"We do not need the grace of God to stand crises, human nature and pride are sufficient, we can face the strain magnificently; but it does require the supernatural grace of God to live twenty-four hours in every day as a saint, to go through drudgery as a disciple, to live an ordinary, unobserved, ignored existence as a disciple of Jesus. It is inbred in us that we have to do exceptional things for Christ; but we have not. We have to be exceptional in ordinary things, to be holy in mean streets, among mean people, and this is not learned in five minutes."
(Oswald Chambers, in My Utmost for His Highest, Oct. 21)
When the very apologetic alarm went off this morning at 6:30, I hesitated. I understand why some people cannot seem to get out of bed as, for just a moment, I wondered what by all accounts should be an ordinary day might hold. A shadowed cat waited on my desk, dimly visible in the pre-dawn light, and when my slight movement to turn off the alarm alerted her, she advised that she had been waiting for something, though I don't know what, for some time. I too am waiting for something, I think.
Every day holds mostly ordinary things, but you wouldn't know it by reading college admissions brochures and catalogs or watching the fantasy lives of those on television. Everyone must be exceptional, do exceptional things, and save the world eventually. Everyone can realize their potential. Everyone can be whoever they want to be. But while that may be something that some of those with enough money, education, and stable upbringing may achieve, it is not the experience of most. So, I understand why some may not look forward to their days or, at least, may have more modest expectations.
Some might lump me with the elites, and yet those are not my roots. My family was solidly middle-class, not even upper-middle class. I thought we lived in a large house but, in hindsight, it was not. I worked in a department store for most of high school, around working people of even more modest backgrounds. In college, I had a string of summer jobs that kept me shoulder to shoulder with the lower middle class, or lower. I worked in a mattress factory and in a furniture warehouse, a minority in a largely African-American workforce. My "people" weren't doctors and lawyers and educators but small businessmen, sales clerks, factory workers, and auto mechanics. They were like most Americans.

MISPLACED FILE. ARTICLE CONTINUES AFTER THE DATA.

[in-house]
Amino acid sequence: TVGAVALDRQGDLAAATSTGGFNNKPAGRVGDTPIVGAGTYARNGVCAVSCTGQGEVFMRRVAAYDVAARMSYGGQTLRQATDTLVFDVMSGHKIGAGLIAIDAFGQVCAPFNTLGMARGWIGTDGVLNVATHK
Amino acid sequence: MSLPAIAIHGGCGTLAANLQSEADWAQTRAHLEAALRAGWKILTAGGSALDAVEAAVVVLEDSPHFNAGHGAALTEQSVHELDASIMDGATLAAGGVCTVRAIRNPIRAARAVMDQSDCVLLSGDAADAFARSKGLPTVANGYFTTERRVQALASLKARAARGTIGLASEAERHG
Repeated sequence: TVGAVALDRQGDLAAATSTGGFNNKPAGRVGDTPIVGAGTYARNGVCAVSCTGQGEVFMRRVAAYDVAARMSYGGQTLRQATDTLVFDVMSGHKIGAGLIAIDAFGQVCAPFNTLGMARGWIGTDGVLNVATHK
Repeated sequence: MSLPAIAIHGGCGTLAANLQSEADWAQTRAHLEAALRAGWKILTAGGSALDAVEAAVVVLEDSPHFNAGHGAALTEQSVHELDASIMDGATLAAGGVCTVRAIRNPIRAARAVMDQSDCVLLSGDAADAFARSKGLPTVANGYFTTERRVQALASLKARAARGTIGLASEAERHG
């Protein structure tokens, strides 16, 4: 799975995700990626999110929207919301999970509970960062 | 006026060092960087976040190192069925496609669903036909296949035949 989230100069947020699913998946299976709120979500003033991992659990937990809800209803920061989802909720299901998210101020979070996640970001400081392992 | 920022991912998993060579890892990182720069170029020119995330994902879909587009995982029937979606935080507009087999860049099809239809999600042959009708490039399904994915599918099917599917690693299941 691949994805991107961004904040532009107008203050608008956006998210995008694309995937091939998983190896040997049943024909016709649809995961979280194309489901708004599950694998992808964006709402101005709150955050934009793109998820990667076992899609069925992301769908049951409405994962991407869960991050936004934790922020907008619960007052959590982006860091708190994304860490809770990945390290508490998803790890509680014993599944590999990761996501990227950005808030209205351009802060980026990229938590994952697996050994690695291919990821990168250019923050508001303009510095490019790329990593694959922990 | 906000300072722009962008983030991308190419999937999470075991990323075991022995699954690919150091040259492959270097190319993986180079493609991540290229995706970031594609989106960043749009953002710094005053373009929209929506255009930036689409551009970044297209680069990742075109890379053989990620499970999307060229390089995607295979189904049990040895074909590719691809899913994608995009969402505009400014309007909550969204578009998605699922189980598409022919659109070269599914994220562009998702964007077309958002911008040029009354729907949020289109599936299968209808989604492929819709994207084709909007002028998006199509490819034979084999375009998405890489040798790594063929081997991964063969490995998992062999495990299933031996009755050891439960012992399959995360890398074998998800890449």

"Are you ready to walk?" I say to my wife.
"Not yet," she says.
Well then, more time to ruminate beneath the covers of my day.
I realize that part of what I am lamenting is the still unshaken belief of elites in progress, that we can fix our problems, that whoever we want to be or whatever we want is ultimately achievable. Yet it's not. Christopher Lasch wrote a prophetic cultural critique in 1991, entitled The True and Only Heaven, only parts of which I have mind enough to read, where he put a nail in the coffin of the beguiling and persistent ideology of progress. As Susan McWilliams recently summed up Lasch's book in an essay in Modern Age, "Democrats and Republicans alike speak the languages of individualism and globalism, promising ever-expanding choices on an ever-expanding scale. No one of any prominence seems to be asking whether the visions attached to those promises are realistic, much less desirable." “How does it happen that serious people continue to believe in progress,” Lasch asks, “in the face of massive evidence that might have been expected to refute the idea of progress once and for all?”